For the past two and a half years, Littlefield, the performance and art space inside a sustainable building in the Gowanus, has provided an expansive calendar of curated events for the community from craft fairs to art exhibits to independent music shows. offManhattan spoke with co-owner Julie Kim about the space, their cultural calendar and where she frequents when she’s not managing her piece of cultural real estate off the canal in Brooklyn.
oM: How were you attracted to opening up a performance space?
JK: “I was an environmental engineer for ten years. As great a career it was, it wasn’t fulfilling. I had other interests in music and art and I wanted to use my environmental background too. Scott Koshnoodi and I are the co-owners of Littlefield and we wanted it to be a destination in the Gowanus. Despite a tragic history with toxins in the canal and dumping, the community is trying to revitalize it. I saw it as a perfect opportunity for us.”
oM: How do you simultaneously curate culture and filter events so that you’re offering quality programming?
JK: “We have a great booking staff—including Jack “Skippy” McFadden—who is in the industry, established nationally and in the community. We have Sergio Pizzo Barrale, who is our resident artist and co-curator of artwork. The murals on the walls are created by him and he always makes a good point when reviewing submissions that ‘You want to look at something beautiful and ask, is it thought provoking, forward thinking, does it make you ask questions?'”
oM: With a litany of diverse events to schedule and as a local resident of Brooklyn, what do you like to do when you’re not at Littlefield?
JK: “When I do take a break, I love to go out to eat. [Chuckling] I’m always interested in what Brooklyn is doing in the culinary arts. For brunch, I like the Vanderbilt in Prospect Heights—where I live—they have amazing cocktails. Near Littlefield, I go to Buttermilk Channel, where I’ve learned the secret to beating the weekend rush. Doug’s blood orange doughnut is my favorite. And, for coffee I like Blue Marble, they serve New York-based Irving Farm Coffee Company, Sit and Wonder for a cup of Stumptown, and my new favorite, brewing La Colombe, is Glass Shop. I also like to go to things that inspire me. I like the everyday things like Prospect Park, it’s an amazing place and in winter I go there for ice skating. As well, every October A.G.A.S.T. does the Gowanus Open Studios for galleries which I attend.”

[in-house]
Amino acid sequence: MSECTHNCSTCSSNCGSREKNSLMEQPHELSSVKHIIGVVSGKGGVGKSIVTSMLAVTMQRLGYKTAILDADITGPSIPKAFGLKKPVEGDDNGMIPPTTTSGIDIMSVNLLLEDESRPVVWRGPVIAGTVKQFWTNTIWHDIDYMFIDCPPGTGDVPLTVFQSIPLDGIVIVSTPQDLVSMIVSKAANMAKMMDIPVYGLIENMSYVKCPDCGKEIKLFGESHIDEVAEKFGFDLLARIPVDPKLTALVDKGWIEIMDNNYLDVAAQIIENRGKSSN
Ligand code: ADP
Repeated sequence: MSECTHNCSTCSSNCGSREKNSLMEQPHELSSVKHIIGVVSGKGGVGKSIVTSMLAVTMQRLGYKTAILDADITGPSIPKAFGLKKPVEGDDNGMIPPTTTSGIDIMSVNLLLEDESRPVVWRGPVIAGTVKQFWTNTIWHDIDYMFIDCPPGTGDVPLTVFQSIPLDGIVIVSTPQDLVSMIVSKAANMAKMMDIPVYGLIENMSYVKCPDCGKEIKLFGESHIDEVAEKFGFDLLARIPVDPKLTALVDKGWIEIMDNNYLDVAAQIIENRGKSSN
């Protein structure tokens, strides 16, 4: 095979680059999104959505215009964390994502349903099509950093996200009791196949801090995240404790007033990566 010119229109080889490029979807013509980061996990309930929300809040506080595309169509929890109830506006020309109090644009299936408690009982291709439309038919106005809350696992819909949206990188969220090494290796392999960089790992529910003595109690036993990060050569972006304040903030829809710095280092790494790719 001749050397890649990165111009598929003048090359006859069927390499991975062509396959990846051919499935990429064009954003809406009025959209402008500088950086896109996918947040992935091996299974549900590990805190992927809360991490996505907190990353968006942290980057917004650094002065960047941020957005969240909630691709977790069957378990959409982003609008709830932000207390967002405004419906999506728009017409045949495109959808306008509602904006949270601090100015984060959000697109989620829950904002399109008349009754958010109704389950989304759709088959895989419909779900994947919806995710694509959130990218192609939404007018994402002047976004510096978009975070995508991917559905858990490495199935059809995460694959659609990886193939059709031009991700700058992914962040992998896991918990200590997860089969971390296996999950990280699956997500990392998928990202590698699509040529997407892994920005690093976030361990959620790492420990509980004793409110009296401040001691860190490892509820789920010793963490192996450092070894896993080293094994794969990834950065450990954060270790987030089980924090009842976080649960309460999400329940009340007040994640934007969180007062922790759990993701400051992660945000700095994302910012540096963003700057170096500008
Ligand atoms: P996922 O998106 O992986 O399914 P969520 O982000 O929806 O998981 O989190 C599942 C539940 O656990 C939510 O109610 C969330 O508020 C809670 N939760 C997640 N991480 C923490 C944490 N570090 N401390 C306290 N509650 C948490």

oM: Can you speak about the importance of collaboration to the success of an event space like Littlefield?
JK: “We deliberately came into a neighborhood that wanted to be a neighborhood. So, our goals align with the community. We are a work in progress; we’re always trying to work with new people and we want to make local businesses and the people here in the community better. We like to keep our calendar diverse, so working with Overflow magazine and local DJ groups helps us to boost their events and they bring light to our space.”
oM: Why is it important for culture consumers to support local events in the community even though many are on a budget?
JK: “I didn’t get into the nightlife to make money; the decision came down to what makes me happy and eager to work. It was my personal passion for music and art. New York offers quality events for the cheap. Listings like The Skint always have events for under $20 and $10, so even if you are on a budget, New York is a great place to be active and creative all year long.”
Upcoming events at Littlefield include the Brooklyn Craft Central Holiday Market on 12/17, the No Office Holiday Party on 12/15, hosted by Brooklyn Based, The Skint, Fucked in Park Slope, and Brokelyn, and A Very Holiday Hot Tub with Kurt.
How to get there: Take the R train to Union Street and walk two blocks north on 4th Avenue. Turn left onto Degraw Street and walk to the middle of the block. Littlefield is on the south side of the street.
Photos: Anton Brookes, Glass Shop, and Patrick Falle Parault